Narrator: This is Science Today. Detecting prostate cancer in African American men, who have a higher risk of the disease, may be more efficient if ethnicity is taken into account. Urologist Joseph Presti of the University of California, San Francisco says a seldom used screening test called PSA Density, seems to detect cancer in black men more effectively than the standard blood test, simply called PSA.
Presti: We donít know exactly why, I mean, what this study showed was that we could not rely just on PSA in and of itself to determine who needs a biopsy.
Narrator: Presti says thatís because although an elevated PSA level in general results in cancer one out of three times, the PSA density test, when race specific, has different results.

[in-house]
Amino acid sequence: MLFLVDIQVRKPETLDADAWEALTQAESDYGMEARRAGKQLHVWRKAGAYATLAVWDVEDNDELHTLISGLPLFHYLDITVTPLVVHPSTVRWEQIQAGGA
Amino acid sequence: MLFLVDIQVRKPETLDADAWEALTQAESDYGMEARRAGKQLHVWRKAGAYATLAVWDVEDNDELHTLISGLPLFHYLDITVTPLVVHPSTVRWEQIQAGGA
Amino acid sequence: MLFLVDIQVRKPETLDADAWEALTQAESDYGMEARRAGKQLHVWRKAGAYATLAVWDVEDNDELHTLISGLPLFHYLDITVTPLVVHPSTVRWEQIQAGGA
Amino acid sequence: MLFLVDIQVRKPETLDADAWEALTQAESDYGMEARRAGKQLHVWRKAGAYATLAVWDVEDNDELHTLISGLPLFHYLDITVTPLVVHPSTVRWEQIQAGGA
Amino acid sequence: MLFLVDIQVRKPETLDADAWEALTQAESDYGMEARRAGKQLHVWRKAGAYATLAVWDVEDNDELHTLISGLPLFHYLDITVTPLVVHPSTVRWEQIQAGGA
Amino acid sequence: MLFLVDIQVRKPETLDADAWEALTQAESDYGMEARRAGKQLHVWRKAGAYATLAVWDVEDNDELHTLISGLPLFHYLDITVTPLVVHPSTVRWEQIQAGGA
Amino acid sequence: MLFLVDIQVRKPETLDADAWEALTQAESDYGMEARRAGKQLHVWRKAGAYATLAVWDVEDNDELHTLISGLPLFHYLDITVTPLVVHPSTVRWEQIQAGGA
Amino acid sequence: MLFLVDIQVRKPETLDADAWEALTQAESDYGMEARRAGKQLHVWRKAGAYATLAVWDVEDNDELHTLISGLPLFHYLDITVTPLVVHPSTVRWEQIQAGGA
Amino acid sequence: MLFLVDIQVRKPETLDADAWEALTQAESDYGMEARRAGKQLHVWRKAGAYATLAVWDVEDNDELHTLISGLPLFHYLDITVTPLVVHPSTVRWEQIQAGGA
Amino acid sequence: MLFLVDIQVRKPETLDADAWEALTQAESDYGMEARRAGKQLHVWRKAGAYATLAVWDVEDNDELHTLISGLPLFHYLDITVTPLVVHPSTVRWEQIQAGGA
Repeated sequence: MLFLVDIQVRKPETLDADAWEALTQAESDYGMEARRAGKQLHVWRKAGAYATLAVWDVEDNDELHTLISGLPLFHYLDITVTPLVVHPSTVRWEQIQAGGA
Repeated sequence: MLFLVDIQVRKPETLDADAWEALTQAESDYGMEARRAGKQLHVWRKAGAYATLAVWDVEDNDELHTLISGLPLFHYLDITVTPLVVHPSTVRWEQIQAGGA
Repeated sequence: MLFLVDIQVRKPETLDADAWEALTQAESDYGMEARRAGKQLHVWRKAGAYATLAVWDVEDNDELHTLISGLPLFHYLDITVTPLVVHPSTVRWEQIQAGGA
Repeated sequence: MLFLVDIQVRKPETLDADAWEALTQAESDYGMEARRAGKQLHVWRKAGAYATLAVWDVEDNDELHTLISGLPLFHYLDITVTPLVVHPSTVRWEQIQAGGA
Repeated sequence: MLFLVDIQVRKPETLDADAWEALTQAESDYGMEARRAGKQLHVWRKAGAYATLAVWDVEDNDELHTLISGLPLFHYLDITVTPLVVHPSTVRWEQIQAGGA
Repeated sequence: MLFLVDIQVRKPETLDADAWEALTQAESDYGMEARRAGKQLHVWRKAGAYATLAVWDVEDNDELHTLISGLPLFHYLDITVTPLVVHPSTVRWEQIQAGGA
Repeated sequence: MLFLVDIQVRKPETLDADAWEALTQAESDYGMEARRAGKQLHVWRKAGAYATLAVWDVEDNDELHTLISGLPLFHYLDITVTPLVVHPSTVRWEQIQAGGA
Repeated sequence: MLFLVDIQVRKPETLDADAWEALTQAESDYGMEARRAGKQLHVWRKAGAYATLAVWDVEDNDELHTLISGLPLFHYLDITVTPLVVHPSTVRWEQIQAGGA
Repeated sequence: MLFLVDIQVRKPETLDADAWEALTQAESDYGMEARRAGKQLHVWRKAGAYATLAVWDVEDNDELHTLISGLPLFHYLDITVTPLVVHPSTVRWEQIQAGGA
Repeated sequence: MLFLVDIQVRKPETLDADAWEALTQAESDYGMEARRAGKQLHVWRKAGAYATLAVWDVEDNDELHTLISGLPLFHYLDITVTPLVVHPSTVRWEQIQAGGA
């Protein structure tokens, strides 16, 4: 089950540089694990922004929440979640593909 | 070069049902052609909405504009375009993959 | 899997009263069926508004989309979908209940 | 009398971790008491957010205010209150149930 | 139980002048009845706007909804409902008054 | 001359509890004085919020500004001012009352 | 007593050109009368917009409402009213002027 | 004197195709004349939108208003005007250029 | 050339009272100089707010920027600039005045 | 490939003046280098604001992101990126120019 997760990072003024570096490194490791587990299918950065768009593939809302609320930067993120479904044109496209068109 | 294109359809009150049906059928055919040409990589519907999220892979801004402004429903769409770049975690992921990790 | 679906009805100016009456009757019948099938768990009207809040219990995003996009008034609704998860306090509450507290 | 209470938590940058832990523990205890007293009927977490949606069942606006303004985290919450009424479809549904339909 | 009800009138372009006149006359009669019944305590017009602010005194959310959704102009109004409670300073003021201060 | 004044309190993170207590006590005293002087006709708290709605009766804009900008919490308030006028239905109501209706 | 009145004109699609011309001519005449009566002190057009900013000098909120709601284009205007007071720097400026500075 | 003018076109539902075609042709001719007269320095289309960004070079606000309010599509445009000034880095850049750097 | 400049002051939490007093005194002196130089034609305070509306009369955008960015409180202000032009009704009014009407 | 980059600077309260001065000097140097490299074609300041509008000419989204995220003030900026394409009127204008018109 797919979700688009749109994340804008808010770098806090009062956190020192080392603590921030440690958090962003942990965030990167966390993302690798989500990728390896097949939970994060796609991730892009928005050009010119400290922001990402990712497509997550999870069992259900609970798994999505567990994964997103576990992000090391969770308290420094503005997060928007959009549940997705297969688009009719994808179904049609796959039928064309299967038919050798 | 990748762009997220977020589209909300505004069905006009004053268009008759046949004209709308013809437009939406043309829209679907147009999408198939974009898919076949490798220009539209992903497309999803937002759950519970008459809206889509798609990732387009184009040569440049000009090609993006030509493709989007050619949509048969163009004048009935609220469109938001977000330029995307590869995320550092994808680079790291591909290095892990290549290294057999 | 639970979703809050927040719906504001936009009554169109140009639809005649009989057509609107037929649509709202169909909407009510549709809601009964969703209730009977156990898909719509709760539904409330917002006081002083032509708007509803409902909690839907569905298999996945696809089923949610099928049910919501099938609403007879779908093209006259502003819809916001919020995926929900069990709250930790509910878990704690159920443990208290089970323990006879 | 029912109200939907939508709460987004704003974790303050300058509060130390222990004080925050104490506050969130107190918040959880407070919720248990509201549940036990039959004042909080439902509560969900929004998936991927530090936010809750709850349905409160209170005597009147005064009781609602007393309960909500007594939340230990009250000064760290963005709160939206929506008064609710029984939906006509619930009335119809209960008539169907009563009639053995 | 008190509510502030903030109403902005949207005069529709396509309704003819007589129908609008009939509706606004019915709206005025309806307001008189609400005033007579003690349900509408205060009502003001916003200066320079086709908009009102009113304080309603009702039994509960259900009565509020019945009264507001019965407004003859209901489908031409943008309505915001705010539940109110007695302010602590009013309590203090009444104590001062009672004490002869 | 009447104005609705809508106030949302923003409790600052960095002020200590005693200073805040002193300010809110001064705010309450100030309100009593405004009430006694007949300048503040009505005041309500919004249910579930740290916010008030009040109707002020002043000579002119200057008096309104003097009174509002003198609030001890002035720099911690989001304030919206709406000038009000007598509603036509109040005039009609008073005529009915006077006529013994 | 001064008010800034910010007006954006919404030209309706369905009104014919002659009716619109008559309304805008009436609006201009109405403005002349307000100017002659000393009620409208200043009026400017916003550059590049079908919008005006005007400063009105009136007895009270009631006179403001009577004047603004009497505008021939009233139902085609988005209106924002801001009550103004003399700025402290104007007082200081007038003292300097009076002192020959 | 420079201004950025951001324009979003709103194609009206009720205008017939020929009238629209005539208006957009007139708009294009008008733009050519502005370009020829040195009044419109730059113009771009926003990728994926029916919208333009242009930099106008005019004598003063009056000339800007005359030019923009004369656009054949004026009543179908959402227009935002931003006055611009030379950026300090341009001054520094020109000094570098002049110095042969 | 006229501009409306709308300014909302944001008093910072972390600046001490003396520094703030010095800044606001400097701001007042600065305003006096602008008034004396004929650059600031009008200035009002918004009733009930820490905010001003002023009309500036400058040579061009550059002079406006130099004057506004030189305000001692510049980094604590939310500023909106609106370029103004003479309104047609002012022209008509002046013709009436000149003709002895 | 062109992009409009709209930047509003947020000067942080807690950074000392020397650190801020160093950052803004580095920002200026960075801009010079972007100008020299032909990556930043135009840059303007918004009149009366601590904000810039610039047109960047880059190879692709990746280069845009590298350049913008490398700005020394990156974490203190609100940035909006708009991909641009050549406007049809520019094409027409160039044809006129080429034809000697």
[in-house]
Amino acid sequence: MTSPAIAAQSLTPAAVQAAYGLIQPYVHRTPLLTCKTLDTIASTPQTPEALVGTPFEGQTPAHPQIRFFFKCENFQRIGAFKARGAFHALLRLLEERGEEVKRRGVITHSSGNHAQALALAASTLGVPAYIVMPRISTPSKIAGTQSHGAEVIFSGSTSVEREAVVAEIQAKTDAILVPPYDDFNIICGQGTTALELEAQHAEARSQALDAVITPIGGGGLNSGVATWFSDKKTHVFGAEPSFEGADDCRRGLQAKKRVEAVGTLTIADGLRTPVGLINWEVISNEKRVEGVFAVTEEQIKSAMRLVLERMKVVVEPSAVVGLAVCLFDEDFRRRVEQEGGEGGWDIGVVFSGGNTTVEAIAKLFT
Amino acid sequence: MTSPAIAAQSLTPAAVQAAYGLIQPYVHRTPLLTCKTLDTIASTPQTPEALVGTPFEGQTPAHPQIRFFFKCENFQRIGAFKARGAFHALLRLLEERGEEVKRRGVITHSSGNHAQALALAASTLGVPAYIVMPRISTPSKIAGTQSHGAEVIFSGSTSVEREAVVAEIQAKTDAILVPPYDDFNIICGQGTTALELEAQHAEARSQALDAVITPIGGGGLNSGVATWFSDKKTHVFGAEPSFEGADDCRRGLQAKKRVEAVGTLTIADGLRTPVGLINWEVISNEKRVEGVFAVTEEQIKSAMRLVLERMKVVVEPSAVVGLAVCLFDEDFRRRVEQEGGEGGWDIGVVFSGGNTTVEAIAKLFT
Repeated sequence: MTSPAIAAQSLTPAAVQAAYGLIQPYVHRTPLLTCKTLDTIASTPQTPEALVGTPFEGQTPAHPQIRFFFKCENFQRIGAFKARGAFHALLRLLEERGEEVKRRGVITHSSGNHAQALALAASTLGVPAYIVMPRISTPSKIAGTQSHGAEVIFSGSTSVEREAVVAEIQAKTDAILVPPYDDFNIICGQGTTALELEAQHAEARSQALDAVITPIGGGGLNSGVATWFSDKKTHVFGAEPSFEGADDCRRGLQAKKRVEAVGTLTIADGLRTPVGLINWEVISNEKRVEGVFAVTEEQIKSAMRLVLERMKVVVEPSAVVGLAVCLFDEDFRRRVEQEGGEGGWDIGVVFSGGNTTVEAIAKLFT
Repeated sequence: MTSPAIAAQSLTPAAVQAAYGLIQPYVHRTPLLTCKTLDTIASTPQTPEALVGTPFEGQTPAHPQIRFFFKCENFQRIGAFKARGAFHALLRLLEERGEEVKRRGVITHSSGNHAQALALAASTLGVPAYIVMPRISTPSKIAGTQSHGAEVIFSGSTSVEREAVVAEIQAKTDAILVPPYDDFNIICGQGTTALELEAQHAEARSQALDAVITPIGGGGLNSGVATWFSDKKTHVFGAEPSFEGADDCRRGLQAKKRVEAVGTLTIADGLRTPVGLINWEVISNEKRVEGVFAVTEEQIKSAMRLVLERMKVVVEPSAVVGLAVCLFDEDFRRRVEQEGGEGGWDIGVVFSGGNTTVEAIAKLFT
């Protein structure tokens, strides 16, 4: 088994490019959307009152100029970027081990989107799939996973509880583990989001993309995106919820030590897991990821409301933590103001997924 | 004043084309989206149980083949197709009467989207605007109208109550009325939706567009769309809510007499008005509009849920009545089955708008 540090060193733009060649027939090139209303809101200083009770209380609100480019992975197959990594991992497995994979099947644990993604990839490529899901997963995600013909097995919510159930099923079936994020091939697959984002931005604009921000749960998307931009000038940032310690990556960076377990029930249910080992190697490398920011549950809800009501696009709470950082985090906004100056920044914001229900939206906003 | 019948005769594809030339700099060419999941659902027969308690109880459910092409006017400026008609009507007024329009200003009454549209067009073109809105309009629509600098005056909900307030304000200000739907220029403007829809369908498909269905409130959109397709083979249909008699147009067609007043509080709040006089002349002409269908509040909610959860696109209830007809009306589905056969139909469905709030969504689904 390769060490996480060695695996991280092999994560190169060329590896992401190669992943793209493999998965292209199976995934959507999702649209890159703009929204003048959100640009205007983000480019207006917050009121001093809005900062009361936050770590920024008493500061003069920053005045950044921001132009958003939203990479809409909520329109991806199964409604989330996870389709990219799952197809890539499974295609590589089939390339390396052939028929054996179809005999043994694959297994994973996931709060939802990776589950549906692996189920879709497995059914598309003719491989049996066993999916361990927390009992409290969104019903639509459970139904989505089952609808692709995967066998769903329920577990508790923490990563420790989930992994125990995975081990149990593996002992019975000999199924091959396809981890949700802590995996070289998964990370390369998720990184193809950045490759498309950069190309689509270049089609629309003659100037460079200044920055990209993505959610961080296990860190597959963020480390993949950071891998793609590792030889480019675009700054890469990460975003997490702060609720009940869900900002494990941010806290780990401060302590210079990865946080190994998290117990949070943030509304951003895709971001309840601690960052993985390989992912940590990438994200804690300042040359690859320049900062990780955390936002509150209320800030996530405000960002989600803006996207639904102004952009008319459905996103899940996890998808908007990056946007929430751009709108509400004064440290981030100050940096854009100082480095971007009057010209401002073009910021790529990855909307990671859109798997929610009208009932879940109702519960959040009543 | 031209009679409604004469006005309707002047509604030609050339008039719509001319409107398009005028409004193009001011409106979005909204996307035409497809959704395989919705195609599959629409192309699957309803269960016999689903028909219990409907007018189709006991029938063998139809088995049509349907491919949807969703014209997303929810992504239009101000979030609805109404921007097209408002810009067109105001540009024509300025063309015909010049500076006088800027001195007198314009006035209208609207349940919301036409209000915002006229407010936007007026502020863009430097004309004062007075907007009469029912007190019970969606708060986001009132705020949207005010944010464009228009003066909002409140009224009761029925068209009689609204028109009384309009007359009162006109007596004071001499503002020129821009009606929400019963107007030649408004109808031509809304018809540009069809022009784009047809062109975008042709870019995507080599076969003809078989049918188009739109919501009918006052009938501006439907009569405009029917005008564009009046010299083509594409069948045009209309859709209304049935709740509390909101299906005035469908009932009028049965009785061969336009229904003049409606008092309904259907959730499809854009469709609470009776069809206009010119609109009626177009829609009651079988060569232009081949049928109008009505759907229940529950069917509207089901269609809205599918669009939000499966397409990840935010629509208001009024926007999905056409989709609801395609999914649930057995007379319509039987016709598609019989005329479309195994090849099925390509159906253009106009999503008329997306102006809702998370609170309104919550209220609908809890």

Presti: Again, only one in three white men had cancer, however when we looked at blacks, it was one in two. So, we donít know why this happens, but the observation does appear to be a real one. That itís a more efficient test in black men.
Narrator: For Science Today, Iím Larissa Branin.